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Re: Ground strike currents and time...
Original poster: "Gerry Reynolds" <gerryreynolds@xxxxxxxxxxxxx>
Would you like to try a 300 MHz scope?? Its analog with no storage,
but it might reveal something more.
Original poster: Vardan <vardan01@xxxxxxxxxxxxxxxxxxxxxxx>
I got to looking at currents involved in ground strikes. Apparently
the current is real high and the time is real fast in order to drain
the secondary so quickly. But, How high and how fast?
I tried a Pearson 101 and 110 current probe side by side on the
ground wire from the strike target for just a little 3.7 inch
108,000 volt spark from the top terminal of my SISG.
The 4MHz #101 probe just sort of "misses it all". The 20MHz 110
sees something, but it is pretty garbled. The cores just don't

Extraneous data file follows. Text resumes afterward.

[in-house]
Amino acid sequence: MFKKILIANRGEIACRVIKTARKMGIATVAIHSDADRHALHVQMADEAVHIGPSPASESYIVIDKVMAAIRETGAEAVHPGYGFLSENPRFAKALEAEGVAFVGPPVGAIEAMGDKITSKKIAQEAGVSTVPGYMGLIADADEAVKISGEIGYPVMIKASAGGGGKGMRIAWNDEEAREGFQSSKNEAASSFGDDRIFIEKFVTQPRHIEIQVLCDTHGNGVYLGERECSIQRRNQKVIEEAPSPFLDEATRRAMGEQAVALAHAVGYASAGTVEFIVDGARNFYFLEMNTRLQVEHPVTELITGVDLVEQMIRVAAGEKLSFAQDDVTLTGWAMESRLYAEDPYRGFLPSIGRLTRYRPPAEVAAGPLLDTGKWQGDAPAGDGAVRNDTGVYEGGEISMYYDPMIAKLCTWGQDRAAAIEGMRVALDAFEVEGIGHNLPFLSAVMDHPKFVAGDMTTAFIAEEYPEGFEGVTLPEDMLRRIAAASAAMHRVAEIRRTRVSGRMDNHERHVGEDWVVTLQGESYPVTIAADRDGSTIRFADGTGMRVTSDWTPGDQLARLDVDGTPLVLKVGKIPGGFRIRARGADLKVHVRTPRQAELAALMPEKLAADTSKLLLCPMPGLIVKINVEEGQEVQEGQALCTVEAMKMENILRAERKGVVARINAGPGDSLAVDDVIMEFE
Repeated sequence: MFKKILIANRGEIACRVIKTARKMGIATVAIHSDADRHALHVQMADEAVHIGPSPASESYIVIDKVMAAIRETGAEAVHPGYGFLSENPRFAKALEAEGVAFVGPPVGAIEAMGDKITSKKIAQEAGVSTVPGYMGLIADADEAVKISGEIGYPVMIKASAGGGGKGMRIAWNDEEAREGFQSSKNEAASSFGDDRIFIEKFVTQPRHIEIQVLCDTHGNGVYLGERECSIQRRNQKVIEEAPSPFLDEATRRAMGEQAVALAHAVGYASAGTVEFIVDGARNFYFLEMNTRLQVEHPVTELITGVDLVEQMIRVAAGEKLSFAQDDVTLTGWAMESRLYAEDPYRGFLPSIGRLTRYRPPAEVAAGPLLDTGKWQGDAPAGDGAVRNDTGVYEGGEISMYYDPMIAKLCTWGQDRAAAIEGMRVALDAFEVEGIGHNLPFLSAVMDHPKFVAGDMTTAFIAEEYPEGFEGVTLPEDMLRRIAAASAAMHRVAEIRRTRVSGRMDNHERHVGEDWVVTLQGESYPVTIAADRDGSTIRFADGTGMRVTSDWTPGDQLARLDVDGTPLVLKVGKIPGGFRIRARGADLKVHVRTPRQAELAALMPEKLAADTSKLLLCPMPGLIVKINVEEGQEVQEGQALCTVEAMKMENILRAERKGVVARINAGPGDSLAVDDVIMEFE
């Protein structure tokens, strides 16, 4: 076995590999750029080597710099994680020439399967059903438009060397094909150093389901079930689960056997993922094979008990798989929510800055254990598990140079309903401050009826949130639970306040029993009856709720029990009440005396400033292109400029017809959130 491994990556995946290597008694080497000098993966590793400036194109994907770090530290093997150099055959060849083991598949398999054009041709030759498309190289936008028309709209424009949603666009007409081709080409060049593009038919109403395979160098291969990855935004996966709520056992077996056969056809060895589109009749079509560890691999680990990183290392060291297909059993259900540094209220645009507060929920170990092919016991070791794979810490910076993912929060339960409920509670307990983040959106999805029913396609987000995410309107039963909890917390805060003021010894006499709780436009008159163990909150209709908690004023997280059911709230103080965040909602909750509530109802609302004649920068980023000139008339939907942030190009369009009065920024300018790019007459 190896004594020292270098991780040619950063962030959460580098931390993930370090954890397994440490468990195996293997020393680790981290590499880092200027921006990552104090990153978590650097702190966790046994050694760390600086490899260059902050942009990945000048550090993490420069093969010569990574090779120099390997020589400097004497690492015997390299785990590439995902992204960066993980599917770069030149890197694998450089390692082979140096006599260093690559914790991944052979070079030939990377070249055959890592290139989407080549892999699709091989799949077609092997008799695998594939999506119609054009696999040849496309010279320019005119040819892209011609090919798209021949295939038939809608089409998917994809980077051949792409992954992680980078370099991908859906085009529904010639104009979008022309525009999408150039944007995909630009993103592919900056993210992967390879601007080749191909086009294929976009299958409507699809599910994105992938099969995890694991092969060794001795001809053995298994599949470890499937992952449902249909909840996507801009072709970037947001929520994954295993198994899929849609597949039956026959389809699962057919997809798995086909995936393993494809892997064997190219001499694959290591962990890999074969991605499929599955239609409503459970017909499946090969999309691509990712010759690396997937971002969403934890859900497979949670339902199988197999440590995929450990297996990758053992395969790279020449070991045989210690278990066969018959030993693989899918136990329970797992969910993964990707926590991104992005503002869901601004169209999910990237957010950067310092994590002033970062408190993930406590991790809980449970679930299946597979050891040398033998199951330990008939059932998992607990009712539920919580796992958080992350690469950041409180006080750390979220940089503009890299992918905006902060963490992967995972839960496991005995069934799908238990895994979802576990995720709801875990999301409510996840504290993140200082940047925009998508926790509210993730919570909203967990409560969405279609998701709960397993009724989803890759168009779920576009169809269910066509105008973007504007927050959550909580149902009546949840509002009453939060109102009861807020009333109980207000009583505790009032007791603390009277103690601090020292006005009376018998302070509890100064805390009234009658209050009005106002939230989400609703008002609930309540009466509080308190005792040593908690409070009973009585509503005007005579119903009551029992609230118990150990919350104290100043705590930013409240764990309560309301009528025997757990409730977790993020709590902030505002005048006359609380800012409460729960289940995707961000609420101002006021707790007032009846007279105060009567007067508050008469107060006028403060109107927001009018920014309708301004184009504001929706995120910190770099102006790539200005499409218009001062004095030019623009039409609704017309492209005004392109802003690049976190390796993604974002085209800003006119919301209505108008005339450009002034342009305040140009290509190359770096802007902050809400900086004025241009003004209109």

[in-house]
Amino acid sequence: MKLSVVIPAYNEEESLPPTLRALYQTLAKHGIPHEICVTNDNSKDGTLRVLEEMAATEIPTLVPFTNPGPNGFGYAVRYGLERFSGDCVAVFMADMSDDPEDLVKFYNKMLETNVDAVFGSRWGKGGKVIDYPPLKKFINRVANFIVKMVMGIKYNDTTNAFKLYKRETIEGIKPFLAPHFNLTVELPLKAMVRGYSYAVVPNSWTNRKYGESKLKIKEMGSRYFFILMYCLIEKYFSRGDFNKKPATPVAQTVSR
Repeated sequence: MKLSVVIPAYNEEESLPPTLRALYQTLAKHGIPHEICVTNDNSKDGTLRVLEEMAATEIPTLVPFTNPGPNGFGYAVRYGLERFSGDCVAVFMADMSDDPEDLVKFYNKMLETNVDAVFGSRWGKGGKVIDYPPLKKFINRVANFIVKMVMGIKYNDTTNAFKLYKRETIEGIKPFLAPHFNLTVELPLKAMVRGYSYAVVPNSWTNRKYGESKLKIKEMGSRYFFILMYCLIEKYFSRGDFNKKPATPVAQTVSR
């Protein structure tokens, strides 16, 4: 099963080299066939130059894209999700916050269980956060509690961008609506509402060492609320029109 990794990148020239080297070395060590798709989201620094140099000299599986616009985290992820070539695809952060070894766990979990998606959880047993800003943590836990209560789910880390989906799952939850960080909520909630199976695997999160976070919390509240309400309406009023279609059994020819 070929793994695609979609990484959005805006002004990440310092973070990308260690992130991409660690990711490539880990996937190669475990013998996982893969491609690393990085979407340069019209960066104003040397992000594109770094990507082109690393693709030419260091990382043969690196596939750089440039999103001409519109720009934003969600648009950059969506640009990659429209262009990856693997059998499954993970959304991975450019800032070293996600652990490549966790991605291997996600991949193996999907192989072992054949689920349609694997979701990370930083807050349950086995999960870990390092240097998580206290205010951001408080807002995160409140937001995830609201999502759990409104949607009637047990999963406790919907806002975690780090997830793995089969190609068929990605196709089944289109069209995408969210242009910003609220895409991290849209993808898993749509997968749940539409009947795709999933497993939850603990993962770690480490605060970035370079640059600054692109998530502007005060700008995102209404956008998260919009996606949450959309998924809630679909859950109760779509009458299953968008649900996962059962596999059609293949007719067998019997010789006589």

react to super fast currents...
So I thought about Rogowski coils... But from the above, we are
looking at like 50,000 A/uS signals and Rogowski Coils just don't do that.
So I made the fastest Inductive current loop I could with the parts I had:
It's just a loop of wire and a low inductance 50 ohm resistor on a
50 ohm BNC cable. The other end of the cable is also terminated
into 50 ohms. This is the signal:
40V at 10nS rise times!!! That is the limit of the scope
now!!! And the real signal is obviously "faster still"...
That puts the current pulse in the range of 10 - 20 nS and the
current in the 1000 to 2000 amp range!! For a 108kV 3.7 inch spark
off a 31.1pF toroid!!! Goodness only knows what a 5 foot streamer
to ground is =:O The streamer resistance is roughly 100 ohms in that case.
The peak power for a few nS is over 100,000,000 watts!!!! For
just a "little" spark...